Wall, Wendy. Recipes for Thought: Knowledge and Taste in the Early Modern Kitchen. U of Pennsylvania P, 2016. xii + 312 pages. ISBN: 978-0812247589. $69.95 cloth.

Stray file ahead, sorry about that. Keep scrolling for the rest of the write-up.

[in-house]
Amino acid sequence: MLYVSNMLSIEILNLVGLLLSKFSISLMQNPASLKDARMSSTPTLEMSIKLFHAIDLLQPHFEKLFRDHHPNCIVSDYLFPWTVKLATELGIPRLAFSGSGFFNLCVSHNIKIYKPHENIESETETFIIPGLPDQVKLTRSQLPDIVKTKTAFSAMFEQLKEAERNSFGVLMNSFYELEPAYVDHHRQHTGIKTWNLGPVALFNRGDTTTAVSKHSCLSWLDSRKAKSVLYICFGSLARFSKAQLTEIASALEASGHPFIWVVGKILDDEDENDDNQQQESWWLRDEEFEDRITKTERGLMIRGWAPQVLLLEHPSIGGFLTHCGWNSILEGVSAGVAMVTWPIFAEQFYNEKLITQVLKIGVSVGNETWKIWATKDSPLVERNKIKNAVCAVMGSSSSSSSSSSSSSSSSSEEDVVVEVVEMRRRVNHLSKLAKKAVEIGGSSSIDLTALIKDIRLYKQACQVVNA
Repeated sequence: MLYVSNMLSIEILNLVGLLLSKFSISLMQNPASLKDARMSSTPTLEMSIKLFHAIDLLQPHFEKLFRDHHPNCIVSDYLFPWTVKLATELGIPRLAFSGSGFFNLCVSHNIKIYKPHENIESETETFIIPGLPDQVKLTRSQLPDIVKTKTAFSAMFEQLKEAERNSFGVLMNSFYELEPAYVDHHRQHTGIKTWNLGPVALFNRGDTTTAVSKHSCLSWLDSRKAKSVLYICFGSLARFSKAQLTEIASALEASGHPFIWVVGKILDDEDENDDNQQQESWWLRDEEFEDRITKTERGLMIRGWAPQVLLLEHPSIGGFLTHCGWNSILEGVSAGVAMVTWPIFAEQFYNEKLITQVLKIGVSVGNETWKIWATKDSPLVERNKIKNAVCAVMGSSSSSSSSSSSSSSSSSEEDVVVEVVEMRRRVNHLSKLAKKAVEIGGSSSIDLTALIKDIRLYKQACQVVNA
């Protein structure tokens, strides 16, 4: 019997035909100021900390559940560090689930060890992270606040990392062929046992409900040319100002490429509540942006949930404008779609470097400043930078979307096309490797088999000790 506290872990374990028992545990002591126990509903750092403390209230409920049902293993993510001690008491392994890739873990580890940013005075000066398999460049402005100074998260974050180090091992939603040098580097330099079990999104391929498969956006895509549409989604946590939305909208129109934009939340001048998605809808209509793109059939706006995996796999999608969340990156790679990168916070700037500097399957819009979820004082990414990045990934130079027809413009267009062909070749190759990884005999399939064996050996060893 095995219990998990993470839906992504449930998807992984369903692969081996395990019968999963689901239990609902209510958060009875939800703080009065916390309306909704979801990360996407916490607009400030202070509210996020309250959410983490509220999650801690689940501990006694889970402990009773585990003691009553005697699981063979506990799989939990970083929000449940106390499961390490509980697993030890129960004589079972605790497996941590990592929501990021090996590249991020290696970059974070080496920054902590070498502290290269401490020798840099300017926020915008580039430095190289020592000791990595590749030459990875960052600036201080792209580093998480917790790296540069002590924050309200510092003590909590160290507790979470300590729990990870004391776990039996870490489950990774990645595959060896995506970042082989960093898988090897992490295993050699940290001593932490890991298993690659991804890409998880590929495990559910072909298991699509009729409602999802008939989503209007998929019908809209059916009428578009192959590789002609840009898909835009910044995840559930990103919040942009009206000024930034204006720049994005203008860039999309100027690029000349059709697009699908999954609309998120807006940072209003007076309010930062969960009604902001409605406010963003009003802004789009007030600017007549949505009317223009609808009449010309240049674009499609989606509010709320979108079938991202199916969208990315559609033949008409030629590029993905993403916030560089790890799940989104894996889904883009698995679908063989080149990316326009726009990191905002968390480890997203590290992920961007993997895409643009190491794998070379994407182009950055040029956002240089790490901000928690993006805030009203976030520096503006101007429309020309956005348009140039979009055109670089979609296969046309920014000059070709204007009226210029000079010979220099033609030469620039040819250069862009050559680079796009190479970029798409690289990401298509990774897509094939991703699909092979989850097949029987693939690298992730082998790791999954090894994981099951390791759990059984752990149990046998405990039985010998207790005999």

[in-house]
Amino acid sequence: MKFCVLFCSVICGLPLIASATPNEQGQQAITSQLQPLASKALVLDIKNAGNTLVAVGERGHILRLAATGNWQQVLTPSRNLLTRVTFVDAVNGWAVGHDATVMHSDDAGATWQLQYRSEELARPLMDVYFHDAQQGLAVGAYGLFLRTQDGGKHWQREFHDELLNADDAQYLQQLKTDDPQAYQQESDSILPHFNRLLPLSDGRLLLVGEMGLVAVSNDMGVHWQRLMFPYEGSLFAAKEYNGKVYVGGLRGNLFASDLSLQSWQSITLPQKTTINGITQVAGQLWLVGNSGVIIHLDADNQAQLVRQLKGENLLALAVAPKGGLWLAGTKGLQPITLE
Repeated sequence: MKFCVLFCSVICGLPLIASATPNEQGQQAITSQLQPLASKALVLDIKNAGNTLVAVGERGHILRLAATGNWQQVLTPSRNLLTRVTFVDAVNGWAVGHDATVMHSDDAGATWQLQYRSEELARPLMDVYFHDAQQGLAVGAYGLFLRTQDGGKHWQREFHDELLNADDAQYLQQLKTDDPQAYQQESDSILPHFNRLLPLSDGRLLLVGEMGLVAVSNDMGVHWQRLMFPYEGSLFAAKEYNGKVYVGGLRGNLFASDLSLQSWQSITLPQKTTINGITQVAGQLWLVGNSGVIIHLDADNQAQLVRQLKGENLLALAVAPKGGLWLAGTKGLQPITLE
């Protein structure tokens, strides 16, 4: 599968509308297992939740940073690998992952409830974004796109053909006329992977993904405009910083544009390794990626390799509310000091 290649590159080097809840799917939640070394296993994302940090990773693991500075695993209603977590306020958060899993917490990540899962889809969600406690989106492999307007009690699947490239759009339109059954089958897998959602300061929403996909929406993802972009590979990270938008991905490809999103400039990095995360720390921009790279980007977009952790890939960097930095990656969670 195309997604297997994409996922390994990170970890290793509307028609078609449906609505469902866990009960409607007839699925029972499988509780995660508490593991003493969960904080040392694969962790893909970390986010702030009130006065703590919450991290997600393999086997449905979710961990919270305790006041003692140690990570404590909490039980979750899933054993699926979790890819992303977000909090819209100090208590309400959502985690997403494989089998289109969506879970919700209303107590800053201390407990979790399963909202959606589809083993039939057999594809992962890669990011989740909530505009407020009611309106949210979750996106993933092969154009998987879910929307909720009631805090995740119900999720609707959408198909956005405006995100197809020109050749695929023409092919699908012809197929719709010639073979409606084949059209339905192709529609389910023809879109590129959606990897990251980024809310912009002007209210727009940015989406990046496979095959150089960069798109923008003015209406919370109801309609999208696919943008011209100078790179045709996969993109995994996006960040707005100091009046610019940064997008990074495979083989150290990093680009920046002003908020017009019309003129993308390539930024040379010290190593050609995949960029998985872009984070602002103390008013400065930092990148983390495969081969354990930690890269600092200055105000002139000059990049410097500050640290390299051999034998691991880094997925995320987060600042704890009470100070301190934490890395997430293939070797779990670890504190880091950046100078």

In recent years there has been a growing interest in recipe collections from the Early Modern period; these documents are more than simply guides for turning ingredients into meals but, rather, they provide an insight into Early Modern attitudes to the body and physical health, diet, and identity in terms of gender and nationality. As Wendy Wall points out in the introduction to her book, recipe collections were “miscellaneous texts” offering technical information on how to make cosmetics, dyes, salves and other useful household items as well as providing instruction on surgical procedures (4). Whilst these books cannot be considered in any straightforward sense an historical record of everyday practice in households, neither were they completely disconnected from it since “corrections, annotations, and greasy stains show us that these texts were actively used in kitchens” (5). Building upon important work done by Elizabeth Spiller and Sara Pennell, Wall recognizes that recipe books are “neither categorically documentary nor prescriptive” but function as “modes of transmission and circulation, important in generating networks of people, ideas, and acts” (5-6). This book considers recipe collections from 1573 to the late eighteenth century, tracing the changes that occurred in the light of social, economic and intellectual developments.